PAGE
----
Blood Tragedy

Blood Tragedy is an entry for the 2011 Game Chef competition. My inspiration was the desire to not rewrite Measure For Measure. It also owes not a little to MC Lars’s “Hey There Ophelia” from the This Gigantic Robot Kills album. Thanks to the Librivox Shakespeare players for a crash course in the tragedies.

This is a game about not getting out alive.

At its simplest, Shakespeare’s comedies end in a wedding, and his tragedies end in a bloodbath. In this game, your character will and must die. Your primary goal is to frame the story so that that after the cataclysmic destruction of the main characters in the final scene, your character’s goals are achieved.

On the way to inevitable death, each character lives through a series of scenes. A player who dominates a scene creates Plot Elements, used to frame the final conflict. Successfully framing the final conflict gives the player the right to act as narrator for the story’s epilogue.

Character and setting design

All characters are courtiers, generally in a medieval setting, as negotiated by the group. It’s possible to play games set in other times and places, but even these, beyond certain props and aesthetic elements, resolve into a medieval court. Ceasar’s Rome, the Duchy of Milan, and Cleopatra’s Egypt all look surprisingly like the English court, complete with mechanical clocks and gunpowder.


The game is set in the royal court of a kingdom which faces some sort of strife. The players as a group select the nature of the crisis. Popular choices include

• imminent invasion
• recently defeated invasion
• disputed succession to the throne
• civil war
• rule by an evil prince


Your character is going to die in an interesting way. Choose an interesting method of death now. Remember that if your character does not die, you lose, and if you choose a convoluted method of death and pull it off, you gain extra points. Choose only the method, not the perpetrator, of your character’s death.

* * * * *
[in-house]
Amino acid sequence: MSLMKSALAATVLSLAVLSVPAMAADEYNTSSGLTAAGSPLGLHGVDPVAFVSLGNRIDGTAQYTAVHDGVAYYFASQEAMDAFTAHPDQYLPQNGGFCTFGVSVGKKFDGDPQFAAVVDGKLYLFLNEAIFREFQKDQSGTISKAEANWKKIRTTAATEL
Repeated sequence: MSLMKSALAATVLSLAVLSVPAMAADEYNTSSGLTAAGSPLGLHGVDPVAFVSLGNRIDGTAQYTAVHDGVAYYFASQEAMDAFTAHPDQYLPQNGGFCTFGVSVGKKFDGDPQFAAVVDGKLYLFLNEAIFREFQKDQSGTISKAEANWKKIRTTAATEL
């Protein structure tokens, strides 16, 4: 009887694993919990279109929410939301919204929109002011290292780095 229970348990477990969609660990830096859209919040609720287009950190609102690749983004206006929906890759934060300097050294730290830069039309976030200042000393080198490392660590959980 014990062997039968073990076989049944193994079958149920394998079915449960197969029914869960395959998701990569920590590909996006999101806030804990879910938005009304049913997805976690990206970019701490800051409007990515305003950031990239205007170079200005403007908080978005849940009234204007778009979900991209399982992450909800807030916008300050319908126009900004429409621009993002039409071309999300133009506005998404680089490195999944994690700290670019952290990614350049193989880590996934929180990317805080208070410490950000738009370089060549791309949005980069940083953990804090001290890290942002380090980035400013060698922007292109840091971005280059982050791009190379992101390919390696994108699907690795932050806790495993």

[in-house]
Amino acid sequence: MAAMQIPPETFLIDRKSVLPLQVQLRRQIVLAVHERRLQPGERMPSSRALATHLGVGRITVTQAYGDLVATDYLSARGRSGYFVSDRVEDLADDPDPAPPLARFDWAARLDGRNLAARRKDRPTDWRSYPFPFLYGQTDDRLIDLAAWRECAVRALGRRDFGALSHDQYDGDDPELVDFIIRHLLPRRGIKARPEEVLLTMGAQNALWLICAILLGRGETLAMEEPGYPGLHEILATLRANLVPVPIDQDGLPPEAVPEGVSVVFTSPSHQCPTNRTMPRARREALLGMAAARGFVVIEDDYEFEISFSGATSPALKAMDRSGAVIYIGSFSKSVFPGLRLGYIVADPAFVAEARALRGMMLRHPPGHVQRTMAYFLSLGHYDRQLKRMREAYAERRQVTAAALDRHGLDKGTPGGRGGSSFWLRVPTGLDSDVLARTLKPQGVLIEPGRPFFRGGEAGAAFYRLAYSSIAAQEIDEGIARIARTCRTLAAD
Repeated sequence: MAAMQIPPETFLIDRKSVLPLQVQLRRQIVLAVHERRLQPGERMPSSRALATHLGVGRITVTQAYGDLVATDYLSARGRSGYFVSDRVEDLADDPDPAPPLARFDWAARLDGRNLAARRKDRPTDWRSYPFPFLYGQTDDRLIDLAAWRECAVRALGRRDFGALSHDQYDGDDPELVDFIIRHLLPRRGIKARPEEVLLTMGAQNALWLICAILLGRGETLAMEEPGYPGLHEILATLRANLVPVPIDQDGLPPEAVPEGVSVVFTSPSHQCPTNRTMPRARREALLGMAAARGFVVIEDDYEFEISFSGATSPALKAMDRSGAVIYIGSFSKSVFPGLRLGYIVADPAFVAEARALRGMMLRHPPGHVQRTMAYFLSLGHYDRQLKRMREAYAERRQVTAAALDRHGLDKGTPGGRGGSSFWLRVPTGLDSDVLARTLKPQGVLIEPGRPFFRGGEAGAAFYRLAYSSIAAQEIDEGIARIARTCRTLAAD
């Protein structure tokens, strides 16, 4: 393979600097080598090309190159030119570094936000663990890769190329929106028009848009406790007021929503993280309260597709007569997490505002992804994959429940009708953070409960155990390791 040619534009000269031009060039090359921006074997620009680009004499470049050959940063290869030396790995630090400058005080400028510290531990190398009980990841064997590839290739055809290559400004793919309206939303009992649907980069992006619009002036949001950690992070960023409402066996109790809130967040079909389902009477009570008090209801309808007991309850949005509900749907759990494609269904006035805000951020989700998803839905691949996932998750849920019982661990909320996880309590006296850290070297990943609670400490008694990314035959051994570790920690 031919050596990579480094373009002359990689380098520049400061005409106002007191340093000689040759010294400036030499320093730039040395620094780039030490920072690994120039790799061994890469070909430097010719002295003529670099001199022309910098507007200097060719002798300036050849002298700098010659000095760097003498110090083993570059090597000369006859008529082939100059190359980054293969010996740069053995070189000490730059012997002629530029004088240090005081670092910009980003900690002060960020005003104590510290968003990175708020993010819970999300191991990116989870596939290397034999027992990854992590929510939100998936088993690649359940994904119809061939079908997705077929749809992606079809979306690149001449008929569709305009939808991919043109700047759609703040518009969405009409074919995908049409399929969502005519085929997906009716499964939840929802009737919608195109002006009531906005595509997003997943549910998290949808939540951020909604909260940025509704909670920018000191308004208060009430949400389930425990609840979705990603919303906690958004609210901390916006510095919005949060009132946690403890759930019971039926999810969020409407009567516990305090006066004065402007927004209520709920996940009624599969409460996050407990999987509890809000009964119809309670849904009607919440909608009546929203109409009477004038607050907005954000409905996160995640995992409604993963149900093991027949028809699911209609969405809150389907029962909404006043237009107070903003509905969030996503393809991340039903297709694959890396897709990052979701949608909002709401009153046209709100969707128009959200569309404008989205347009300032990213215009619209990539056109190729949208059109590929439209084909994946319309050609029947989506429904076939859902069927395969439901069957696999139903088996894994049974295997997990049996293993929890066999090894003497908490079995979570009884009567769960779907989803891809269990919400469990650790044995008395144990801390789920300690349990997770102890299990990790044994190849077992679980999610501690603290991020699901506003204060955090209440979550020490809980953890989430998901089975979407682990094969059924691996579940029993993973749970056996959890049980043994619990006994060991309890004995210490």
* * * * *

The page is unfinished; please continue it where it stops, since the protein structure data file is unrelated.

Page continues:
Simple suicide is not a sufficiently complicated cause of death. Elaborate suicide is permitted only if it meets two conditions.
• It must contain a trigger that other players may prevent with story events. If a player chooses “Suicidal battle frenzy after all family members die”, for example, other characters may whisk a younger sister to safety, for example.

• It must be strongly tied to the character’s Nature, described below. The character’s Nature is a virtue that, taken to extreme, becomes a character flaw which leads its possessor to doom. A proud warrior who choses “Falls on own sword after lost battle”, for example, is fine.

Flawed Nature

Choose a trait which seems a virtue, but which, driven to extremes, contributes to your character’s death. Hamlet’s clever enough to act mad. Timon’s so generous it destroys him. Coriolanus is so patriotic that when his people disappoint his high opinion of them, he destroys them and himself. Don’t choose a Nature based on combat: this is Shakespeare, not a dungeon crawl.

Your character’s Nature is his greatest source of strength during the game. It begins with a score of 10.


As a group, the players select roles in the court for each character. Popular choices include
• Ruler
• Heir
• Courtier
• Queen
• Princess
• Servant
• Ambassador
• Cross-dressing noblewoman.

If two players want a role which is usually singular, like ruler, then these characters are contesting the role and are enemies.


The game is played through five acts. Each act contains one scene per player character, but the Fifth Act has an epilogue. During any given Act, each character has a duty which must be performed. Failure to perform the character’s duty during an Act makes the character Forsworn. Forsworn characters may be treated as NPCs by the remaining main characters, and although they may survive, the player of a forsworn character cannot win. Indeed, the winning player may use the forsworn character to deliver the epilogue, if he or she wishes.

Act duties